Resumé

X3D Parser for WPF

Cristian Merighi () 0.00

During the development of a more scalable and reusable architecture for 3D objects in XAML and WPF, I put some parsers which allowed me to delegate the rendering of (complex) geometric solids and to code in a more readable and light way.
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I'm trying to use XAML and Windows Presentation Foundation API for 3D objects the more scalable and reusable way.
To accomplish that I built an infrastructure of custom subclasses (Viewport3D, ModelVisual3D...) with some extra-features.
(I'll publish this architecture of mine in a future time, it's now just a stub).

I'm also enriching the whole thing with bunches of primitives - standard and extended - reachable either via XAML or runtime code.

Leading the path through this project, I've found useful to set a (Dependency)Property in my base Solid class (a ModelVisual3D subclass) to handle the geometry/material/transform rendering of this object retrieving info from a X3D file.
It's obviously veeeery cozy lean on 3D editing tools for a correct positioning of nodes, normal vectors and, most of all, texture coords!

The idea was to create a "X3D document" class delegated to parse a collection of GeometryModel3D object.

The core of the parsing is in the following code:

private void Parse()
{
    // the parsing result of the X3D file is a List of GeometryModel3D objects
    _Model3DCollection = new List<GeometryModel3D>();
    
    XmlNodeList geomNodes = x3d.SelectNodes("X3D/Scene/Transform/Transform/Shape/IndexedFaceSet");
    foreach (XmlNode node in geomNodes)
    {
        GeometryModel3D geom = new GeometryModel3D();
        geom.Geometry = ParseGeometry(node);
        geom.Material = ParseMaterial(node.ParentNode.SelectSingleNode("Appearance/Material"));
        geom.Transform = ParseTransform(node.ParentNode.ParentNode.ParentNode);
        _Model3DCollection.Add(geom);
    }
}


private MeshGeometry3D ParseGeometry(System.Xml.XmlNode node)
{
    MeshGeometry3D mesh = new MeshGeometry3D();
    // parsing X3D
    string[] coords = Pacem.Utilities.StringHelper.RemoveNewLines(
        node.SelectSingleNode("Coordinate").Attributes["point"].Value).Split(',');
    string[] triangles = StringHelper.RemoveNewLines(
        node.Attributes["coordIndex"].Value).Split(',');

    // trap the absense either of the normals or of the textureCoords
    bool hasNormals = node.SelectSingleNode("Normal") != null;
    string[] normal = null; string[] normalIndex = null;
    if (hasNormals)
    {
        // NORMALS
        normal = StringHelper.RemoveNewLines(
            node.SelectSingleNode("Normal").Attributes["vector"].Value).Trim().Split(',');
        normalIndex = StringHelper.RemoveNewLines(node.Attributes["normalIndex"].Value).Split(',');

    }
    bool hasTexture = node.SelectSingleNode("TextureCoordinate") != null;
    string[] texCoord = null; string[] texCoordIndex = null;
    if (hasTexture)
    {
        // TEXTURE COORDS
        texCoord = StringHelper.RemoveNewLines(
            node.SelectSingleNode("TextureCoordinate").Attributes["point"].Value).Trim().Split(',');
        texCoordIndex = StringHelper.RemoveNewLines(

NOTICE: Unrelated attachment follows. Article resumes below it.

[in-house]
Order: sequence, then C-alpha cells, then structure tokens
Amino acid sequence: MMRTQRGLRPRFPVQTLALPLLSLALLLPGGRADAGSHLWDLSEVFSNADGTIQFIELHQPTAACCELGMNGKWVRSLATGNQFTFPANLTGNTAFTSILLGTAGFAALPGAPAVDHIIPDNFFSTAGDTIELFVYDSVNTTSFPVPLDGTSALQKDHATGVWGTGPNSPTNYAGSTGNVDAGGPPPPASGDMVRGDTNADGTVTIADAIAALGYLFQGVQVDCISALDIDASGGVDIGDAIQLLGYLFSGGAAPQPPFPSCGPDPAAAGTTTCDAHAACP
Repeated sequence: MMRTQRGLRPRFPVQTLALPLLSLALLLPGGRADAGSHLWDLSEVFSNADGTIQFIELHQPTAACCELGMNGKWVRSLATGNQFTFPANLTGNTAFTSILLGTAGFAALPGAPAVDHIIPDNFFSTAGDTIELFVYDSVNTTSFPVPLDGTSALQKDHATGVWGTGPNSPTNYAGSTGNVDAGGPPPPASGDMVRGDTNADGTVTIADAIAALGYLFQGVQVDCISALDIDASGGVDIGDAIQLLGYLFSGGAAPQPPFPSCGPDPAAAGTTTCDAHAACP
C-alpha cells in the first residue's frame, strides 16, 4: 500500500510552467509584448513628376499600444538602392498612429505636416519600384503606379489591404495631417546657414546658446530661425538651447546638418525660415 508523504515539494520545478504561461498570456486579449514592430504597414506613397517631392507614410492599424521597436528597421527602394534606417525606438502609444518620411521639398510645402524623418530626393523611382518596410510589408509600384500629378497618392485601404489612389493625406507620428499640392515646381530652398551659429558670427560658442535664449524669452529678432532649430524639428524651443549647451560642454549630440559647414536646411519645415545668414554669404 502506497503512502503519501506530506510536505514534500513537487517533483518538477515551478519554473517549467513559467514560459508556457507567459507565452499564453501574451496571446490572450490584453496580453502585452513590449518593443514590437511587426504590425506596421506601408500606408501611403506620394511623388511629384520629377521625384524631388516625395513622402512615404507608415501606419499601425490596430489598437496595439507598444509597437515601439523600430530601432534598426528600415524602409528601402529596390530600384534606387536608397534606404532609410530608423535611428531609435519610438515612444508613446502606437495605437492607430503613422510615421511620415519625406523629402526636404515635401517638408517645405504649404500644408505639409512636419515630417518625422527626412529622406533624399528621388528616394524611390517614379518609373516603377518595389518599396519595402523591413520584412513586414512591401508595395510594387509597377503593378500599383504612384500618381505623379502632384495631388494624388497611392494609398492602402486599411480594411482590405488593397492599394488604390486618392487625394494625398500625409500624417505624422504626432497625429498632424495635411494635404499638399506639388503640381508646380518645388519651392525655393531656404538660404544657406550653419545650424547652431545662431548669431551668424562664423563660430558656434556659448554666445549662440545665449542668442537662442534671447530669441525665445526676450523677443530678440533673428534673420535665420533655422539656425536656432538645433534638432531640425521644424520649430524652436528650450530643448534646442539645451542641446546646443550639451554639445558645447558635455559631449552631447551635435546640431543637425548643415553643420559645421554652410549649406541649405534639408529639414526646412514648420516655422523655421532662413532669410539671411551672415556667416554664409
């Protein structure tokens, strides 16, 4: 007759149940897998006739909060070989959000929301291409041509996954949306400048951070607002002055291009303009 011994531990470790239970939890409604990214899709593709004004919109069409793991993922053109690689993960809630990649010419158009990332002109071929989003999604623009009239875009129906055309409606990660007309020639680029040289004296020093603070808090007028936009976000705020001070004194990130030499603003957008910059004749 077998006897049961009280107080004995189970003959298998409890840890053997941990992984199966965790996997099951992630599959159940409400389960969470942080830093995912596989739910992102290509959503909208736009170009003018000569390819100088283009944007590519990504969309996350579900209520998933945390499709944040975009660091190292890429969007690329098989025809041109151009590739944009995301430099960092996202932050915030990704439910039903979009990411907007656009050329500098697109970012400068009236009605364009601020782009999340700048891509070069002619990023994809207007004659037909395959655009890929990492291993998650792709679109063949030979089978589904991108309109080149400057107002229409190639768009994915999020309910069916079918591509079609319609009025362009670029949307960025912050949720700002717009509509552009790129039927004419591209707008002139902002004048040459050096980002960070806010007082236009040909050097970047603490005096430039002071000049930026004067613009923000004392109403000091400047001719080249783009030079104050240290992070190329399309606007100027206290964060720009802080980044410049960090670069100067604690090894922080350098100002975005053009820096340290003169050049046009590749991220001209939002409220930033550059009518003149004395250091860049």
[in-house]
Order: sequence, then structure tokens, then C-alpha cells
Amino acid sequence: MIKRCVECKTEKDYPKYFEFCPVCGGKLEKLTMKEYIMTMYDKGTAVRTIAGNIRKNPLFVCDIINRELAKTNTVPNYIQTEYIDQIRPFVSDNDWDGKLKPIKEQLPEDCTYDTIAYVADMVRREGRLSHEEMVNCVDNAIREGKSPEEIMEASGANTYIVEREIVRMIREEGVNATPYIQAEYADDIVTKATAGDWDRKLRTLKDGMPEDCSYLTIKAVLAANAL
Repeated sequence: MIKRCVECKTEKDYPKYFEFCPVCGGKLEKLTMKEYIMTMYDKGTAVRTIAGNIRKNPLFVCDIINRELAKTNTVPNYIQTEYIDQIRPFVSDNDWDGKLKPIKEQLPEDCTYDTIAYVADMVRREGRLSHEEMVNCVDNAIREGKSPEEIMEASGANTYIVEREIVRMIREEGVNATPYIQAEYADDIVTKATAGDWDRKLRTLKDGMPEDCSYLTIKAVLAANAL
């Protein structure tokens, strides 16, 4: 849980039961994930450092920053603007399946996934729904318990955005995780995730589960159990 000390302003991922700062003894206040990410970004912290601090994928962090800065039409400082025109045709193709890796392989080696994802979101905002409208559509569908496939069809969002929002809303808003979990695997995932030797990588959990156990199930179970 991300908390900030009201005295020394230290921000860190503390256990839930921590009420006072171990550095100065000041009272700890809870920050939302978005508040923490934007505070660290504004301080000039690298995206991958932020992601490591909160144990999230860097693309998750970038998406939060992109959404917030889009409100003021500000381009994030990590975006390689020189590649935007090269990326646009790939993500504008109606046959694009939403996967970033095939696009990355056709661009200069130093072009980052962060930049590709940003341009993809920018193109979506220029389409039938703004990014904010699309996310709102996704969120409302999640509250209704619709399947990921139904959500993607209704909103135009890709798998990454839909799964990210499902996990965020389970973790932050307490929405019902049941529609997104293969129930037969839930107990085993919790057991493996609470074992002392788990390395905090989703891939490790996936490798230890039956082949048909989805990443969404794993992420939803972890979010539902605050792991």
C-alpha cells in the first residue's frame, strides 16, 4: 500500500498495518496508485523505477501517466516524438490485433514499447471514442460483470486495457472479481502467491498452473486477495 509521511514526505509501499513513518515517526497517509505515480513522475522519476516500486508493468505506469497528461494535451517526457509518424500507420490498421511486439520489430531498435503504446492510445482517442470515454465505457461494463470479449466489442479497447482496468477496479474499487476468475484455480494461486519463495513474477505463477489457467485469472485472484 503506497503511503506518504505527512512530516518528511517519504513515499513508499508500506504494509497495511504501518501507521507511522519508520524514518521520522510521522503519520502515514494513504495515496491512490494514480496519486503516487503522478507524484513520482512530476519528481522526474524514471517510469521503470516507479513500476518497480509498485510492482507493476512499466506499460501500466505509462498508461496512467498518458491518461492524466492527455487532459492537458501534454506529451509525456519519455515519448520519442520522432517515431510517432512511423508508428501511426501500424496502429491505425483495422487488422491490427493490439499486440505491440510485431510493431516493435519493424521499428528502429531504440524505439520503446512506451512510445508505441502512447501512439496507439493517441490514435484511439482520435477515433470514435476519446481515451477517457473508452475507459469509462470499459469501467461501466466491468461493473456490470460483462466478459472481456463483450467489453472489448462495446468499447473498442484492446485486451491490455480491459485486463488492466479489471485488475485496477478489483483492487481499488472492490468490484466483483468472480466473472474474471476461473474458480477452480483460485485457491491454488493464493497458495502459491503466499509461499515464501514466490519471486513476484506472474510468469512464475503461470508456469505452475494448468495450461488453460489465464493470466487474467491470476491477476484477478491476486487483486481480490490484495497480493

node.Attributes["texCoordIndex"].Value).Replace(
                ",,","," // because of a bug of my X3D exporter
            ).Trim().Split(',');
    }
    
    IFormatProvider format = System.Globalization.CultureInfo.InvariantCulture;
    
    for (int j = 0; j < triangles.Length - 1; j++)
    {                
        int value = int.Parse(triangles[j], format);
        if (value != -1)
        {
            string[] s_point = coords[value].Trim().Split(' ');
            mesh.Positions.Add(new Point3D(
                double.Parse(s_point[0], format), 
                double.Parse(s_point[1], format), 
                double.Parse(s_point[2], format)));
            if (hasNormals)
            {
                int ndx_normal = int.Parse(normalIndex[j], format);
                string[] s_vector = normal[ndx_normal].Trim().Split(' ');
                mesh.Normals.Add(new Vector3D(
                    double.Parse(s_vector[0], format),
                    double.Parse(s_vector[1], format),
                    double.Parse(s_vector[2], format)));
            }
            if (hasTexture)
            {
                int ndx_texture = int.Parse(texCoordIndex[j], format);
                string[] s_p = texCoord[ndx_texture].Trim().Split(' ');
                double x = double.Parse(s_p[0], format);
                double y = -double.Parse(s_p[1], format);
                mesh.TextureCoordinates.Add(new Point(x, y));
            }
            mesh.TriangleIndices.Add(mesh.Positions.Count - 1);
        }
    }

    return mesh;
}
This allows me to write very scalable XAML, this way:
<pacem:Solid SourceType="X3D" Source="../../Logo.x3d" x:Name="Pacem">
    <ModelVisual3D.Transform>
              <TranslateTransform3D OffsetX="2.8530" OffsetY="0" OffsetZ="-.9270" />
            </ModelVisual3D.Transform>
    <pacem:Solid.Material>
        <DiffuseMaterial>
                <DiffuseMaterial.Brush>
                  <ImageBrush ImageSource="E:\Cristian\WPF\PacemWPF\RedGlass.jpg" />
                </DiffuseMaterial.Brush>
              </DiffuseMaterial>
    </pacem:Solid.Material>
</pacem:Solid>
X3D to WPF

...but this is a story I'll discuss later!

zip file « download code

Take care. Bye.

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